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Diskeeper 10 Professional Premier

Date: February 10, 2006
Author(s): Matthew Harris

Diskeeper is back with their top notch Defragmentation software. The new version takes a lot of features that have helped make the software so great, and made them even better. You now will even have the capability of defragging computers on your network. Let’s take a look at the latest version and see if it’s worth your hard earned money.

Introduction and Features

Today I’m taking a look at Diskeeper 10 Professional Premier. For those of you who are not familiar with Diskeeper, it is one of the finest defragmenting utilities on the market today. In fact Windows XP uses a stripped down version of Diskeeper 6 as it’s default defragmenting tool. Even though you already have a bare bones version of DK on your PC if you run XP don’t be fooled into thinking that you won’t benefit by moving up to the full version of the newest revision out today.

I’ll let the features do the talking:

Diskeeper is the only defragmenter truly designed for the network. Keeping your servers automatically defragmented to maintain peak performance and reliability has never been easier. Just install Diskeeper simply and easily either locally or using Diskeeper Administrator Edition, Group Policy or systems management tools (such as Sitekeeper) and Set It and Forget It. Diskeeper will keep every server on your network defragmented automatically and in the background. With over 18 million licenses sold, Diskeeper is the number one automatic defragmenter for your servers.

And for those of you of a more technical mindset here’s what it brings to the table:

Resource requirements

The disk space requirements for Diskeeper depend on several factors. On Windows Server 2003, Windows XP and Windows 2000 systems, Diskeeper will need about 11 MB. Allow about 10 MB of extra free space for temporary files during the installation. If Internet Explorer is not present on your computer, some other needed files (hhupd.exe, 50comupd.exe, and wintdist.exe) may be added. Further, your system may require a new or updated version of the Microsoft Management Console (MMC), which is less than 6 MB.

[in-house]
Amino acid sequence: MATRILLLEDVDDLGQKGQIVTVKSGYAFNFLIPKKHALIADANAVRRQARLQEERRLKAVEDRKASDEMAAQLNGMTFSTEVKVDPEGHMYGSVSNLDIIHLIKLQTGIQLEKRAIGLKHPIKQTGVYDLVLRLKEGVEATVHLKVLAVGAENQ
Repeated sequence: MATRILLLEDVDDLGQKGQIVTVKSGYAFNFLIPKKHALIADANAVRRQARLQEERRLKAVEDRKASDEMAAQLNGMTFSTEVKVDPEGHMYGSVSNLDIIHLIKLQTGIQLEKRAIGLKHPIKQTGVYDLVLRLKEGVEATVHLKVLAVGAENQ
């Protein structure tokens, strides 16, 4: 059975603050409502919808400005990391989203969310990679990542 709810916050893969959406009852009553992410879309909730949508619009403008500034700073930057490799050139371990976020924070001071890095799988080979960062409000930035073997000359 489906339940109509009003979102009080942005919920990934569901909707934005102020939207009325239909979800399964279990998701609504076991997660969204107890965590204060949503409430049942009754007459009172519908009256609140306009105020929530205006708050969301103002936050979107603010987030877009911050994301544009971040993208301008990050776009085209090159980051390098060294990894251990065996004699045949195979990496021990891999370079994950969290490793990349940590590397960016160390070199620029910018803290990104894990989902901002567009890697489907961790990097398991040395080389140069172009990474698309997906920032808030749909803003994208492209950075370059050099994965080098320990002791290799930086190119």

Additional software requirements

On Windows NT 4.0 computers, Service Pack 6 is required for Diskeeper to function properly. Diskeeper will not install on Windows NT systems running Service Pack 5 or lower. Diskeeper relies on the Microsoft Management Console (MMC). The MMC provides a single point of control for system utilities such as Diskeeper. The MMC is used as a central location for a variety of Microsoft and third party administrative tools.


The MMC normally has to be installed separately, except on Windows 2000, Windows XP and Windows Server 2003 systems, where it is already built into the operating system. The Diskeeper setup process will automatically install the MMC on your computer if needed.

A Note About Firewalls

As a normal part of its operation, the Diskeeper Service (DkService.exe) acts as a server on your system. If you are running a hardware or software firewall, you may see messages indicating Diskeeper Service is trying to act as a server. These messages are expected; you can safely allow these events. This functionality is designed to allow for support for network operations (e.g. Remote Control) via Diskeeper Administrator. You may also be notified that Diskeeper is trying to access the Internet. It is important to note that Diskeeper does not access the Internet (except when you specifically use the Check for Updates feature), but it does use Windows mechanisms that may trigger these alerts from your firewall. Again, these messages are expected and you can safely allow the events. If networkability or automatic update checking is not required, you can safely disable this.

Defragging capabilities

What all this boils down to is this: Diskeeper 10 Pro Premier will allow you run scheduled defragmentation of local and networked drives, run boot time defrags of local drives and defragment huge volumes with ease. It will allow up to 8 simultaneous defragmentation jobs to run at once (while this is great for multiple disk systems you would be better served to que partitions on a single disk) and it offers some very advanced defragmentation methods such as I-FAAST and large file optimization.